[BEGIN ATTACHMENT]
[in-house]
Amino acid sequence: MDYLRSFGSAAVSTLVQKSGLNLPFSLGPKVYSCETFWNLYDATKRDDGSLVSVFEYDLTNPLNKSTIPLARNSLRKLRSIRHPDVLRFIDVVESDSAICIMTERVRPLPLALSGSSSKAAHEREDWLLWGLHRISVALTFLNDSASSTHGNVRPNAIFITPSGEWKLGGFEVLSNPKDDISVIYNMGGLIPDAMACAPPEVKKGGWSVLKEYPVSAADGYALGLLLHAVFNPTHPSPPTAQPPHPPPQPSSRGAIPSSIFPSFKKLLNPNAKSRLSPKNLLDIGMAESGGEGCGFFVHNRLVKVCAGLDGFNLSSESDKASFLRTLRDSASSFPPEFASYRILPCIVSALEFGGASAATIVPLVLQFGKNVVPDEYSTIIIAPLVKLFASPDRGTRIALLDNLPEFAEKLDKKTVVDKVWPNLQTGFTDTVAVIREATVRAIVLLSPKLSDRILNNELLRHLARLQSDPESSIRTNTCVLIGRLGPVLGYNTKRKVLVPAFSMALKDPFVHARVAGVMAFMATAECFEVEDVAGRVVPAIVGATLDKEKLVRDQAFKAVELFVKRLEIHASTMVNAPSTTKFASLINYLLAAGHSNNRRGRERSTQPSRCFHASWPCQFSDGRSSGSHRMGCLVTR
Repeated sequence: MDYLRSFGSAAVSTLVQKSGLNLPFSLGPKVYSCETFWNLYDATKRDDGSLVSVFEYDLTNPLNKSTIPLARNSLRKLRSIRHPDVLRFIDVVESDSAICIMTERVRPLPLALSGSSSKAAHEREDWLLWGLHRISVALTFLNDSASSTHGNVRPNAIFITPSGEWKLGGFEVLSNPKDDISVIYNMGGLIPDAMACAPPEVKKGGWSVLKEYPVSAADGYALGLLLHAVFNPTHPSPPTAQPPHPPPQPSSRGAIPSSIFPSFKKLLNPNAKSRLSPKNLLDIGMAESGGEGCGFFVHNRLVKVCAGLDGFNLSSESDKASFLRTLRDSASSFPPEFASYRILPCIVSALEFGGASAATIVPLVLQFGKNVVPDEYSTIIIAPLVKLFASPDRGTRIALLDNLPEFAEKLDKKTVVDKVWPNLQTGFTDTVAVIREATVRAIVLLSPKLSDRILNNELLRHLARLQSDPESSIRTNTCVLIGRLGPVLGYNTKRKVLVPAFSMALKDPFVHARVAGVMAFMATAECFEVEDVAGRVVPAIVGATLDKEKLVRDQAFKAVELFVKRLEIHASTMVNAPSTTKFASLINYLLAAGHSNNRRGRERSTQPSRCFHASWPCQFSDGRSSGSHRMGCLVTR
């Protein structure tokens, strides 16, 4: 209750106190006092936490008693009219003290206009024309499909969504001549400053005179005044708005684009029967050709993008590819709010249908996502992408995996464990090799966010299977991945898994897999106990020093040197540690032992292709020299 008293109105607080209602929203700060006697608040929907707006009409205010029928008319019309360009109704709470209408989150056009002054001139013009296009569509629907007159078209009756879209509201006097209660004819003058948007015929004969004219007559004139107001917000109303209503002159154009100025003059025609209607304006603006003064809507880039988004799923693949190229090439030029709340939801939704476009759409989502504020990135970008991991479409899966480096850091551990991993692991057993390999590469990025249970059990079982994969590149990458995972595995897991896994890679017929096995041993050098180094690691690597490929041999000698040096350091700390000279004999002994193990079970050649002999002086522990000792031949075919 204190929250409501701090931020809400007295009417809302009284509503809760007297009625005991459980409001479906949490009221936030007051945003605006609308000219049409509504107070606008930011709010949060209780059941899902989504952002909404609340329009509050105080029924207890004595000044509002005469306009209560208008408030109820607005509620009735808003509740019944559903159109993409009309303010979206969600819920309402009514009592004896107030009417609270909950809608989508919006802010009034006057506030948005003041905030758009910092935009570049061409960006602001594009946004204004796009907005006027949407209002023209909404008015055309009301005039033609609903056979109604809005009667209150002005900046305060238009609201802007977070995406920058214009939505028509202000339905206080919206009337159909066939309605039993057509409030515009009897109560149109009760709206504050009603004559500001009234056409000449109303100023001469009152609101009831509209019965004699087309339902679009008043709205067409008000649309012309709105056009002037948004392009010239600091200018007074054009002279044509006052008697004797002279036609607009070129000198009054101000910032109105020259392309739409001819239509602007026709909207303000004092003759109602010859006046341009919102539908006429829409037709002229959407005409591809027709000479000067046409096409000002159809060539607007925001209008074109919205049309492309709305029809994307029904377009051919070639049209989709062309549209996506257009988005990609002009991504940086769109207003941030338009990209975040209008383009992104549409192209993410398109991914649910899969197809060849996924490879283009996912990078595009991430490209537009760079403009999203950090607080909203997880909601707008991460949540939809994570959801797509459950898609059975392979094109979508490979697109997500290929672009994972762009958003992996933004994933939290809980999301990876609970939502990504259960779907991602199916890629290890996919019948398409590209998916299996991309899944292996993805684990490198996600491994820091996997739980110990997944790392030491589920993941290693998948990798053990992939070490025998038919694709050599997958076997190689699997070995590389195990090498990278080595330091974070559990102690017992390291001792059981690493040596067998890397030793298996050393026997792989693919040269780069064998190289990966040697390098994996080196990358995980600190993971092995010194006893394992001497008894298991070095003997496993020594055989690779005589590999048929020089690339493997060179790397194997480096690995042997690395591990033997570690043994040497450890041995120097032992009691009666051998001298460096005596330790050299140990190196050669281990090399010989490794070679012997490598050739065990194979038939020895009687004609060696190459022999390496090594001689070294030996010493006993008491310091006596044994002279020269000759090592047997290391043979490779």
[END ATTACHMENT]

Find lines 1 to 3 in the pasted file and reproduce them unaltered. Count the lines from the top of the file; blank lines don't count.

[in-house]
Amino acid sequence: MDYLRSFGSAAVSTLVQKSGLNLPFSLGPKVYSCETFWNLYDATKRDDGSLVSVFEYDLTNPLNKSTIPLARNSLRKLRSIRHPDVLRFIDVVESDSAICIMTERVRPLPLALSGSSSKAAHEREDWLLWGLHRISVALTFLNDSASSTHGNVRPNAIFITPSGEWKLGGFEVLSNPKDDISVIYNMGGLIPDAMACAPPEVKKGGWSVLKEYPVSAADGYALGLLLHAVFNPTHPSPPTAQPPHPPPQPSSRGAIPSSIFPSFKKLLNPNAKSRLSPKNLLDIGMAESGGEGCGFFVHNRLVKVCAGLDGFNLSSESDKASFLRTLRDSASSFPPEFASYRILPCIVSALEFGGASAATIVPLVLQFGKNVVPDEYSTIIIAPLVKLFASPDRGTRIALLDNLPEFAEKLDKKTVVDKVWPNLQTGFTDTVAVIREATVRAIVLLSPKLSDRILNNELLRHLARLQSDPESSIRTNTCVLIGRLGPVLGYNTKRKVLVPAFSMALKDPFVHARVAGVMAFMATAECFEVEDVAGRVVPAIVGATLDKEKLVRDQAFKAVELFVKRLEIHASTMVNAPSTTKFASLINYLLAAGHSNNRRGRERSTQPSRCFHASWPCQFSDGRSSGSHRMGCLVTR
Repeated sequence: MDYLRSFGSAAVSTLVQKSGLNLPFSLGPKVYSCETFWNLYDATKRDDGSLVSVFEYDLTNPLNKSTIPLARNSLRKLRSIRHPDVLRFIDVVESDSAICIMTERVRPLPLALSGSSSKAAHEREDWLLWGLHRISVALTFLNDSASSTHGNVRPNAIFITPSGEWKLGGFEVLSNPKDDISVIYNMGGLIPDAMACAPPEVKKGGWSVLKEYPVSAADGYALGLLLHAVFNPTHPSPPTAQPPHPPPQPSSRGAIPSSIFPSFKKLLNPNAKSRLSPKNLLDIGMAESGGEGCGFFVHNRLVKVCAGLDGFNLSSESDKASFLRTLRDSASSFPPEFASYRILPCIVSALEFGGASAATIVPLVLQFGKNVVPDEYSTIIIAPLVKLFASPDRGTRIALLDNLPEFAEKLDKKTVVDKVWPNLQTGFTDTVAVIREATVRAIVLLSPKLSDRILNNELLRHLARLQSDPESSIRTNTCVLIGRLGPVLGYNTKRKVLVPAFSMALKDPFVHARVAGVMAFMATAECFEVEDVAGRVVPAIVGATLDKEKLVRDQAFKAVELFVKRLEIHASTMVNAPSTTKFASLINYLLAAGHSNNRRGRERSTQPSRCFHASWPCQFSDGRSSGSHRMGCLVTR